There are those weeks that push you. And then, there are those weeks that PUSH YOU. This last one was the latter.
The blog has been just an aggregate for all of my random thoughts and ideas about whatever is going on in the world, but just through my life experience. I’ve evolved and grown so much in the near three years on the blog because I, sometimes too much, demand of myself to always never settle in anything I know or understand. A year ago, I had gone through my first NABJ convention with an idea of the type of journalism I wanted to practice and work towards. But then life happened and I went months without writing a feature or an in-depth research story. I love writing columns and it’s been really exciting for me, but that itch of running around to find interviews, working against an immediate deadline was something missing.
Student Projects for me this past week was a sort of return back to what got me into journalism in the first place. I had the immense privilege of being a part of a workshop to write in a newsroom (virtually due to, well, you know). I got pushed to do more research, talk to more people, think of more nuanced angles, and maximize every aspect of my reporting. It reminded me so much of those first few months being a high school newspaper staff writer. I felt like I had to return to all of the basics, the skills I hadn’t practiced for the better part of a year. And it was the best thing that I have done this summer.
The pieces I wrote this past week, from writing about LGBTQ+ members to the end of objectivity in journalism, I felt like I was able to investigate and learn more about the world. I learned about people’s life experiences and visions for how they want to create communities they want to be a part of. I learned so much more about the intricacies of an organization with a lengthy history, about the history of journalism, and about people who are pushing this whole field forward.
The column that I wrote for student projects is the piece I had always envisioned writing for the program. I have been doing so much work in learning about and practicing abolition in my life every single day. To have that chance to write a story about this whole journey I’ve been going through with fellow journalists who may not get to learn about abolition in their beats or their careers as an opportunity I did not want to take for granted. It was an honest account of why I want so much more in the world and how I hope to be a journalist in this world that will be for everyone. That was the story that I felt like could be so helpful in just shifting people to begin to think about abolition.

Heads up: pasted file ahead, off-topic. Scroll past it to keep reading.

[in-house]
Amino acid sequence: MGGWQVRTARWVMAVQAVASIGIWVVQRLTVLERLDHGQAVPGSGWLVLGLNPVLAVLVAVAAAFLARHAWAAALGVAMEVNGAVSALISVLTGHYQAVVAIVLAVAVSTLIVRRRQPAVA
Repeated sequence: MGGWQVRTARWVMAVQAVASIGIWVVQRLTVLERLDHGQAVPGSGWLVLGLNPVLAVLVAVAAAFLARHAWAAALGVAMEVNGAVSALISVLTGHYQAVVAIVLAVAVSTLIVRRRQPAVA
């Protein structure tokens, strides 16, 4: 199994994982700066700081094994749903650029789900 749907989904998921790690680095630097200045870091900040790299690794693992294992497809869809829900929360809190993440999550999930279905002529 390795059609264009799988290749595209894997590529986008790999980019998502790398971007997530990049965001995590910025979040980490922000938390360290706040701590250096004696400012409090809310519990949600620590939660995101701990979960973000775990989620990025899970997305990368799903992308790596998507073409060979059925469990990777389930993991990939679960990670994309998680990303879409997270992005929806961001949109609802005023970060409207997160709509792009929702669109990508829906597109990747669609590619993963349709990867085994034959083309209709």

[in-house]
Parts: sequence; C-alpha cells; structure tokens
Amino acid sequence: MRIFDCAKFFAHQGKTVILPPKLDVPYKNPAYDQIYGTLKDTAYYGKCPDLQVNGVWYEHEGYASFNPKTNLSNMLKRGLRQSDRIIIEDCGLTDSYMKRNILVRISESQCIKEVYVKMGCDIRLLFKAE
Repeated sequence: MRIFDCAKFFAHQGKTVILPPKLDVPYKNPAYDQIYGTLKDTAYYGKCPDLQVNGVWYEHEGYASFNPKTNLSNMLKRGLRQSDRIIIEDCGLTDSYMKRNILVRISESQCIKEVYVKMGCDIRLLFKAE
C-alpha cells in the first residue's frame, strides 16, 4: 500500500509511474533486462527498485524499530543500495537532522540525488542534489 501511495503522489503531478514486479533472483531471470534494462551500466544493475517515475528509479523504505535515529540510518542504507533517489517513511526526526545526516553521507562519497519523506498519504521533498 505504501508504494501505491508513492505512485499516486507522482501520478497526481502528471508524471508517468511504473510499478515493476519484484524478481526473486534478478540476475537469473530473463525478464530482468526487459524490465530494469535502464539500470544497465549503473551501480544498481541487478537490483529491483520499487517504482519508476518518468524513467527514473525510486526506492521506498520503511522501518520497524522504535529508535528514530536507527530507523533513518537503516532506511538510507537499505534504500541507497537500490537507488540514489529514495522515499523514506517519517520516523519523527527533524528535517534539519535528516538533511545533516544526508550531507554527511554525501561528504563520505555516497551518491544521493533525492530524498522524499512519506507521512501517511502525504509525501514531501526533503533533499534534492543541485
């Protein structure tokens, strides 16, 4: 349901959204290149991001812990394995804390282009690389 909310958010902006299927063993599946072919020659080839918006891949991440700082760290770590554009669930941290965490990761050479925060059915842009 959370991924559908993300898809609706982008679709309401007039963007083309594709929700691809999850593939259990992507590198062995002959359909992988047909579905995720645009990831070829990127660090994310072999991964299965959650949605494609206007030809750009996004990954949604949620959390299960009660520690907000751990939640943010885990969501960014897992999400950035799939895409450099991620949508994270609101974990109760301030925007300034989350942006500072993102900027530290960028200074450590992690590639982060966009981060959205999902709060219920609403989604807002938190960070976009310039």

This past week wouldn’t have ever been possible without the incredible fellow reporters that I worked with. They’re inspiring, passionate, and some of the most hardworking journalists I’ve ever worked with. To the mentors, but especially my two mentors for print, I could not have had stronger guidance and wisdom to get through this whole adventure. I feel like I’m getting so much more focused around what gets me wanting to cover such nuanced and interesting stories. I don’t even know how to articulate all of this, but in short, I loved my experience this past week and this summer.
I don’t know what journalism for me will look like this year, but if anything, I want to ensure that whatever I do work on, I will always fight to center those harmed by the institutions that are oppressing people. I just am gonna continue to write, continue to learn, and maybe through all of this, we can get to see this abolitionist future in our lifetimes.
Being Noah Tesfaye #143: Reigniting My Passion for Journalism
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